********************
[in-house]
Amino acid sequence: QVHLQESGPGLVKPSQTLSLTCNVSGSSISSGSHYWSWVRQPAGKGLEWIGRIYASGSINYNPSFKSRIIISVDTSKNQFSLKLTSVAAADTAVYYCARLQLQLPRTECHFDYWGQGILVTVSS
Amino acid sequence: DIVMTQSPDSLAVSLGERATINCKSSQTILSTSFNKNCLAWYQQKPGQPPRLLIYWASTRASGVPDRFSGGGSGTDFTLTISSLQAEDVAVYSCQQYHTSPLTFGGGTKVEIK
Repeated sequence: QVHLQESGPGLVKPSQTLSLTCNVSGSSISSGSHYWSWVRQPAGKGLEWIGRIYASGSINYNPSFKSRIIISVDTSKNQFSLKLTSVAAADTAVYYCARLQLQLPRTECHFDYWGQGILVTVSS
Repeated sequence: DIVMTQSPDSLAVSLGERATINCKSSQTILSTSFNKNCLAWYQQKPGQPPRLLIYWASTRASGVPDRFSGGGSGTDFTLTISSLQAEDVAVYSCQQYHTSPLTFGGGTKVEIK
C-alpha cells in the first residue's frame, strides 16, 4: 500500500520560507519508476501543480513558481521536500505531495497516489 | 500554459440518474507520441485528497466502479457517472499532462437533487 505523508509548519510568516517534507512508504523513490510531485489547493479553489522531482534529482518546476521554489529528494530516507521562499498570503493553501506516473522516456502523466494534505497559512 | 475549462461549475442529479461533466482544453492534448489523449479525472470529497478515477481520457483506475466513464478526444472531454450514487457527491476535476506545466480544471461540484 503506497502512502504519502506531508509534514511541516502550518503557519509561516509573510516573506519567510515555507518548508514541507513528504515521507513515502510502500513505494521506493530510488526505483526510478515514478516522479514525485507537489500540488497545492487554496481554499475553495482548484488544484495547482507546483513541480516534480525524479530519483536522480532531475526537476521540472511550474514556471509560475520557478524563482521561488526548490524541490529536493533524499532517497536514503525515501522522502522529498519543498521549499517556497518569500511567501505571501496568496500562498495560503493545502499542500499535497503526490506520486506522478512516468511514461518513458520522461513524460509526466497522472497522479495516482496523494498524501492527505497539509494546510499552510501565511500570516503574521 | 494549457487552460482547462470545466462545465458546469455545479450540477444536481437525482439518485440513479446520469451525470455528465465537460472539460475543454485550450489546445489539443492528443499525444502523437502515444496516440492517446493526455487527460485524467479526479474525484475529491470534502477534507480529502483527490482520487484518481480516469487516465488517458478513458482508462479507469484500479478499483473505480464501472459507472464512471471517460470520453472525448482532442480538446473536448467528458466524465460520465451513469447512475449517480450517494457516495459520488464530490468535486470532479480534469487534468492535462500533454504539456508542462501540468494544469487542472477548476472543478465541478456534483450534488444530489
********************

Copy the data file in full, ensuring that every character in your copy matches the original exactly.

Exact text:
[in-house]
Amino acid sequence: QVHLQESGPGLVKPSQTLSLTCNVSGSSISSGSHYWSWVRQPAGKGLEWIGRIYASGSINYNPSFKSRIIISVDTSKNQFSLKLTSVAAADTAVYYCARLQLQLPRTECHFDYWGQGILVTVSS
Amino acid sequence: DIVMTQSPDSLAVSLGERATINCKSSQTILSTSFNKNCLAWYQQKPGQPPRLLIYWASTRASGVPDRFSGGGSGTDFTLTISSLQAEDVAVYSCQQYHTSPLTFGGGTKVEIK
Repeated sequence: QVHLQESGPGLVKPSQTLSLTCNVSGSSISSGSHYWSWVRQPAGKGLEWIGRIYASGSINYNPSFKSRIIISVDTSKNQFSLKLTSVAAADTAVYYCARLQLQLPRTECHFDYWGQGILVTVSS
Repeated sequence: DIVMTQSPDSLAVSLGERATINCKSSQTILSTSFNKNCLAWYQQKPGQPPRLLIYWASTRASGVPDRFSGGGSGTDFTLTISSLQAEDVAVYSCQQYHTSPLTFGGGTKVEIK
C-alpha cells in the first residue's frame, strides 16, 4: 500500500520560507519508476501543480513558481521536500505531495497516489 | 500554459440518474507520441485528497466502479457517472499532462437533487 505523508509548519510568516517534507512508504523513490510531485489547493479553489522531482534529482518546476521554489529528494530516507521562499498570503493553501506516473522516456502523466494534505497559512 | 475549462461549475442529479461533466482544453492534448489523449479525472470529497478515477481520457483506475466513464478526444472531454450514487457527491476535476506545466480544471461540484 503506497502512502504519502506531508509534514511541516502550518503557519509561516509573510516573506519567510515555507518548508514541507513528504515521507513515502510502500513505494521506493530510488526505483526510478515514478516522479514525485507537489500540488497545492487554496481554499475553495482548484488544484495547482507546483513541480516534480525524479530519483536522480532531475526537476521540472511550474514556471509560475520557478524563482521561488526548490524541490529536493533524499532517497536514503525515501522522502522529498519543498521549499517556497518569500511567501505571501496568496500562498495560503493545502499542500499535497503526490506520486506522478512516468511514461518513458520522461513524460509526466497522472497522479495516482496523494498524501492527505497539509494546510499552510501565511500570516503574521 | 494549457487552460482547462470545466462545465458546469455545479450540477444536481437525482439518485440513479446520469451525470455528465465537460472539460475543454485550450489546445489539443492528443499525444502523437502515444496516440492517446493526455487527460485524467479526479474525484475529491470534502477534507480529502483527490482520487484518481480516469487516465488517458478513458482508462479507469484500479478499483473505480464501472459507472464512471471517460470520453472525448482532442480538446473536448467528458466524465460520465451513469447512475449517480450517494457516495459520488464530490468535486470532479480534469487534468492535462500533454504539456508542462501540468494544469487542472477548476472543478465541478456534483450534488444530489